The topic was unsettling but more so the fact that it was delivered via satellite link-up.  Elyn Saks sat facing the screen and what to her must have looked like an audience of bobbing heads and clapping hands.  She sat at a dark desk which was centred in what looked like a conference room or large office.  We, the audience, could see only her and the chair in which she sat, the table/desk in front of her, all in dark office colours, against a huge white board on a white wall. 

It must have been evening time for Elyn Saks at eleven am Melbourne time but she did not seem so much tired as surreal.  That was until she spoke, at which time she came alive, especially during question time. 

Hers was a plea to recognise that people with schizophrenia and other sharply defined mental illness can and do lead successful lives.  One difficulty among many, seems to be that people with severe mental illness are often told to lower their expectations: Go get a job in Safeway or something, once you get over the hurdle of a psychotic episode.  Don’t try to do too much.

When I asked a question of Elyn Saks during discussion time, I felt this weird collision of worlds.  I held the microphone in my hands and faced the screen where she sat.  It was like one gigantic skype session, only with a audience of two hundred people and Elyn Saks alone at the other end. 

My question, more a comment dealt with the issue of separation, which she describes in her book.  How unbearable she had found it when her first therapist in London left her, because she and her husband were moving elsewhere as I recall.  They had to pry Elyn loose.  I know this feeling well and she spoke to it well.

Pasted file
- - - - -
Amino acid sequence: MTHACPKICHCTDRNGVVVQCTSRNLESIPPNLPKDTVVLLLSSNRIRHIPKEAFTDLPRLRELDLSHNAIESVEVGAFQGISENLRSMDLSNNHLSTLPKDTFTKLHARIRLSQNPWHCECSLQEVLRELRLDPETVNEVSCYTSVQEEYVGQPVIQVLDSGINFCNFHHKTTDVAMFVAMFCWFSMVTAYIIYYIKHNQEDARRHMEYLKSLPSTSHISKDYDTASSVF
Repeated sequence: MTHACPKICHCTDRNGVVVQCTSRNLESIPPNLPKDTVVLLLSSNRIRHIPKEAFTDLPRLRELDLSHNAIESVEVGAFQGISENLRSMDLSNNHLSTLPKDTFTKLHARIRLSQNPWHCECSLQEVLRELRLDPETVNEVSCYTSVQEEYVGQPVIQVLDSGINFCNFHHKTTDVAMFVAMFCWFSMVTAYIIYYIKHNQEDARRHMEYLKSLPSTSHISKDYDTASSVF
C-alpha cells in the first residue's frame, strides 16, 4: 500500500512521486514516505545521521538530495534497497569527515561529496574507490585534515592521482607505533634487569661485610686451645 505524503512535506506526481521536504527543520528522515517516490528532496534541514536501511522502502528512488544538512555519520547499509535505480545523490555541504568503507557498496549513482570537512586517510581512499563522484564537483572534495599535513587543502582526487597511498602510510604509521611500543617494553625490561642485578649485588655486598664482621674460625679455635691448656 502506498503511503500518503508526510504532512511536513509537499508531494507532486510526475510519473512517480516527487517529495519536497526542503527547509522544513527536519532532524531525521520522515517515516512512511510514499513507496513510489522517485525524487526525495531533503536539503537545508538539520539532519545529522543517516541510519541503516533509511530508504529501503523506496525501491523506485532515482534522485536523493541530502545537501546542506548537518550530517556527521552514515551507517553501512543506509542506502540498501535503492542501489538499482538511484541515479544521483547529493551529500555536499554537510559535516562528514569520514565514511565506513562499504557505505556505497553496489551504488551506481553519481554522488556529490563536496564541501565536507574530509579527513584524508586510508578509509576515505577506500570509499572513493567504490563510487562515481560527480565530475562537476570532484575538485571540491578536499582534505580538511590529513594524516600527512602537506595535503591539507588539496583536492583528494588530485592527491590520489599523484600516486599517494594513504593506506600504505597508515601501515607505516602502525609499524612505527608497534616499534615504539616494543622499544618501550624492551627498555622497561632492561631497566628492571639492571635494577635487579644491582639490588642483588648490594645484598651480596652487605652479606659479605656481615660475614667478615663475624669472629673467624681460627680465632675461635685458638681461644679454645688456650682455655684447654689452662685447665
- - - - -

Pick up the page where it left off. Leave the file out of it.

A family gathering from my mother's day, when she was one of the little girls in the front row.  For some weird and surreal reason this photo reminds me of the Freud conference, another gathering of sorts, where the ghosts from the past settle on our shoulders and our futures are as yet unimaginable.   

And here’s a quote from Samuel Beckett, to help you on your way: 

‘You must go on.
            I can't go on.
            You must go on.
            I'll go on. You must say words, as long as there are any - until they find me, until they say me. (Strange pain, strange sin!) You must go on. Perhaps it's done already. Perhaps they have said me already. Perhaps they have carried me to the threshold of my story, before the door that opens on my story. (That would surprise me, if it opens.)
            It will be I? It will be the silence, where I am? I don't know, I'll never know: in the silence you don't know.
            You must go on.
            I can't go on.
            I'll go on.’ 

Before I stop I must acknowledge my good blog friend, Kath Lockett from the Blurb from the burbs blog, and Goofing off in Geneva, who graced me with a Liebster award.  With many thanks, Kath.